Everyone involved in education and research at TU/e bears personal responsibility for observing and maintaining scientific integrity. At TU/e we require strict compliance with the overall principles of professional scientific conduct in all cases.
The Netherlands Code of Conduct for Academic Practice (VSNU 2004, updated in 2012 and 2014) provides details of these principles. TU/e endorses these principles, which apply as guidelines for the university (see article 1.7 WHW Higher Education and Scientific Research Act). TU/e has its own Code of Scientific Conduct effective on September 1, 2014. This TU/e Code fulfils the need for a more concise version. It also clarifies certain elements of the Netherlands Code in the light of recent developments and the specific characteristics of scientific activities at a technical university.
|At TU/e you are trained to carry out academic research with integrity. To make clear exactly what is meant by academic integrity, a code has been drawn up identifying five central values, each of which is accompanied by a number of related norms and principles. The central values are: trustworthiness, intellectual honesty, openness, independence and societal responsibility.|
For example, as a scientist you may not lay claim to any results that you have not contributed to; this is a question of intellectual honesty. The Code was drawn up in consultation with scientists from many different fields and officially came into force in 2014.
The TU/e Code is a collection of guidelines expressing how you should behave as a scientist and how you can expect other scientists to behave. So the Code is not a legal document or a contract that you sign with the university. Other- often more specific issues- such as examination fraud and data confidentiality, are covered by other regulations and documents which often do have a legal status.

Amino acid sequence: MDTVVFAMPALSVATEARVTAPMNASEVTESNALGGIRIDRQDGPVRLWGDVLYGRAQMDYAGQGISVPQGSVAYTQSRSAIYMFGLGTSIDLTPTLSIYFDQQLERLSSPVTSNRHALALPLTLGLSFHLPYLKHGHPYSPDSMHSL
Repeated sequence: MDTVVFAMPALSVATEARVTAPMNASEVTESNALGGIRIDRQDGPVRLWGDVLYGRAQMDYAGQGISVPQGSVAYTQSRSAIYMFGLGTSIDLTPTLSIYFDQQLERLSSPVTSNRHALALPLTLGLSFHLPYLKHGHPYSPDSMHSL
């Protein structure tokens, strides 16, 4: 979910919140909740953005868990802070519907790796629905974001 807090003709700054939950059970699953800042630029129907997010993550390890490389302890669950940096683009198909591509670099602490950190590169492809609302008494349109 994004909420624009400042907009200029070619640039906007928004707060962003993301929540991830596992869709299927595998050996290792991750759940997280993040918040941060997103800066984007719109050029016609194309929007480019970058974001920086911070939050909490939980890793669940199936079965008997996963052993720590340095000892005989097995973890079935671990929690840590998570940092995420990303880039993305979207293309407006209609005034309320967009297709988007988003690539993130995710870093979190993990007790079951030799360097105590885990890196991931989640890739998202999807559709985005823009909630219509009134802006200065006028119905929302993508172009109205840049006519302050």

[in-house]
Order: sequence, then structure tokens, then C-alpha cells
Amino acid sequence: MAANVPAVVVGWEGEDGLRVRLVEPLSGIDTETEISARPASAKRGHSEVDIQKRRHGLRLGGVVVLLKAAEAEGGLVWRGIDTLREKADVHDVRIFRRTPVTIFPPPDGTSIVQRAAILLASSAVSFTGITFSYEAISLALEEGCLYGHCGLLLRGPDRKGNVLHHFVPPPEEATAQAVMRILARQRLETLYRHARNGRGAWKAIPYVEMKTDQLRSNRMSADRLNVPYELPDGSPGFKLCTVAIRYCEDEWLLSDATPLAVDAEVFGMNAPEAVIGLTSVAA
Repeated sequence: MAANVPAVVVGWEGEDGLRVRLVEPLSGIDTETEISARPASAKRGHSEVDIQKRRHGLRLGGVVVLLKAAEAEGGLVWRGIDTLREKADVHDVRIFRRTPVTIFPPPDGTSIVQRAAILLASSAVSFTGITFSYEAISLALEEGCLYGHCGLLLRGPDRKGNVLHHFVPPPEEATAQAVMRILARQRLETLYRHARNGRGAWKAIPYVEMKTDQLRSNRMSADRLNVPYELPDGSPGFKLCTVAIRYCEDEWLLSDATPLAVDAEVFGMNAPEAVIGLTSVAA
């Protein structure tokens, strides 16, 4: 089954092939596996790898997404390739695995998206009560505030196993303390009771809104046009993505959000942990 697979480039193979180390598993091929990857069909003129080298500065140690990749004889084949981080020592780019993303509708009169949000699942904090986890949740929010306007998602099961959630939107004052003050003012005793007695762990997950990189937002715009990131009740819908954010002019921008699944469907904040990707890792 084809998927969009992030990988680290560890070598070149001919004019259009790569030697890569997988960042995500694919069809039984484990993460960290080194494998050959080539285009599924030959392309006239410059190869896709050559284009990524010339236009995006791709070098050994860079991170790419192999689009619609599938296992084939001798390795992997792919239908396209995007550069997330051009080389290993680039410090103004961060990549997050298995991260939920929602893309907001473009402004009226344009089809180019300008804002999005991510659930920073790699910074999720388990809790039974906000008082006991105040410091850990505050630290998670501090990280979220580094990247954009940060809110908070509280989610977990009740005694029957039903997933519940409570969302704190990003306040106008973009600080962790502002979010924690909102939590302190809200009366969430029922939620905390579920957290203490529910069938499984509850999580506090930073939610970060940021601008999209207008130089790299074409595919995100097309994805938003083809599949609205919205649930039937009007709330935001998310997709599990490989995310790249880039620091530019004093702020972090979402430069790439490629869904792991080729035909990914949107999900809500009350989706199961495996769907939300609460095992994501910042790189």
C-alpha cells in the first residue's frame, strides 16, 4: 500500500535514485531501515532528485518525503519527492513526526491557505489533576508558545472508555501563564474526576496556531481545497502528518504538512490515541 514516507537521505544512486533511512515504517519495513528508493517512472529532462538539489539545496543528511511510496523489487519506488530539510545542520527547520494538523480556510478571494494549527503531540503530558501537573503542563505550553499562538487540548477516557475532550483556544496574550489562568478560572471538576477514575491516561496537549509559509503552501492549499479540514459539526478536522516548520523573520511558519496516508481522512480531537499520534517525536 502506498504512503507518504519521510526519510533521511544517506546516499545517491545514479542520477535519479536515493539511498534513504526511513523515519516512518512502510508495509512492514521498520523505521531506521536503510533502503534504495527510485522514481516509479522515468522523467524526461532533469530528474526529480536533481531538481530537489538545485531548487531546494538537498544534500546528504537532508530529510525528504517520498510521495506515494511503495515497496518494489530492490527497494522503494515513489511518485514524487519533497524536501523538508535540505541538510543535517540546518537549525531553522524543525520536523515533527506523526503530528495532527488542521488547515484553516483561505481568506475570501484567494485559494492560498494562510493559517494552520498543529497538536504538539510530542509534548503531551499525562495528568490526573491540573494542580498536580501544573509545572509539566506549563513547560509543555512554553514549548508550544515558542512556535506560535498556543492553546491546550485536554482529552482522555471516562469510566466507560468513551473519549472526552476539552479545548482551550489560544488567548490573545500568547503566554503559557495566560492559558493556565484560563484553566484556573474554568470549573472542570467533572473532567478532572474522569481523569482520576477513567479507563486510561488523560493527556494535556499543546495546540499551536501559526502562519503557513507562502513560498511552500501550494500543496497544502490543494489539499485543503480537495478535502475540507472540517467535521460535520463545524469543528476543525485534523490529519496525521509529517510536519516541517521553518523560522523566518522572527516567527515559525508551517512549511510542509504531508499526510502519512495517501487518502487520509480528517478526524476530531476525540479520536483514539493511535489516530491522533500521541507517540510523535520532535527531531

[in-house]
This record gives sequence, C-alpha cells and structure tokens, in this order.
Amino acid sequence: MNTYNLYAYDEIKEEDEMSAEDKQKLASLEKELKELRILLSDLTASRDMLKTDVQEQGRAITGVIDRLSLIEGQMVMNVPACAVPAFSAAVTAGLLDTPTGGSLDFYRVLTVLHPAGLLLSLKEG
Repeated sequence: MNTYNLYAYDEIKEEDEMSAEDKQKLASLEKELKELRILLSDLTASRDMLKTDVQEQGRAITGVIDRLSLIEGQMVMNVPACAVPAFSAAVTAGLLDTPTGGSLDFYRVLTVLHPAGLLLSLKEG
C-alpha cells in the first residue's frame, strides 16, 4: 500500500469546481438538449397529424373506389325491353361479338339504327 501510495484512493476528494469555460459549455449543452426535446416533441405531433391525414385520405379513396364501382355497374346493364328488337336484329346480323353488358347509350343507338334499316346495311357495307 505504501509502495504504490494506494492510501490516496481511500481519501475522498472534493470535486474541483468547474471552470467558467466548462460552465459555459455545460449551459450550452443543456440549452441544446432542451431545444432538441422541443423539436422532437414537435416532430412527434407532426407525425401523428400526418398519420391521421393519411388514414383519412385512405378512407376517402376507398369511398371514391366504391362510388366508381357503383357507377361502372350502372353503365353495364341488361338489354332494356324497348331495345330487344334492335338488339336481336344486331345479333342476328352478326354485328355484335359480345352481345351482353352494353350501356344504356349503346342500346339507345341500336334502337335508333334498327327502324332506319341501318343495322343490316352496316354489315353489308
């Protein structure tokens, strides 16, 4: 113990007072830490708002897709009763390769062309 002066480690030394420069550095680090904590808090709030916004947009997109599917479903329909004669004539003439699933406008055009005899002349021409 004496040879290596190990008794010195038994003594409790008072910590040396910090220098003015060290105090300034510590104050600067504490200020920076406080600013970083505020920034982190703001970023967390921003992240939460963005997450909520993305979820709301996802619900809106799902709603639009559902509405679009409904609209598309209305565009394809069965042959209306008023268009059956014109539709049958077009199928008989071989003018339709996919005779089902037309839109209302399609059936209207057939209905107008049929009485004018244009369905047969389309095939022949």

All academic staff and master’s students at TU/e are asked to sign the TU/e Code and in so doing to declare that they support the central values and will endeavor to carry out their research in accordance with the standards of integrity contained therein.
One of the ways to verify scientific integrity is the right to complain in cases of (suspected) infringements. The Executive Board has defined the complaints procedure scientific integrity TU/e for the practical handling of this right to complain.
TU/e has appointed a confidential advisor to support anyone faced with a possible infringement of integrity in seeking a solution and submitting a formal complaint.
The confidential advisor is:
Prof.dr.ir. G.J.F. (Gert-Jan) van Heijst
Tel.: 040 -247 2722
The secretary of the complaints committee is:
Mr. B.F.J. (Baukje) Rongen
Tel.: 040 247 4511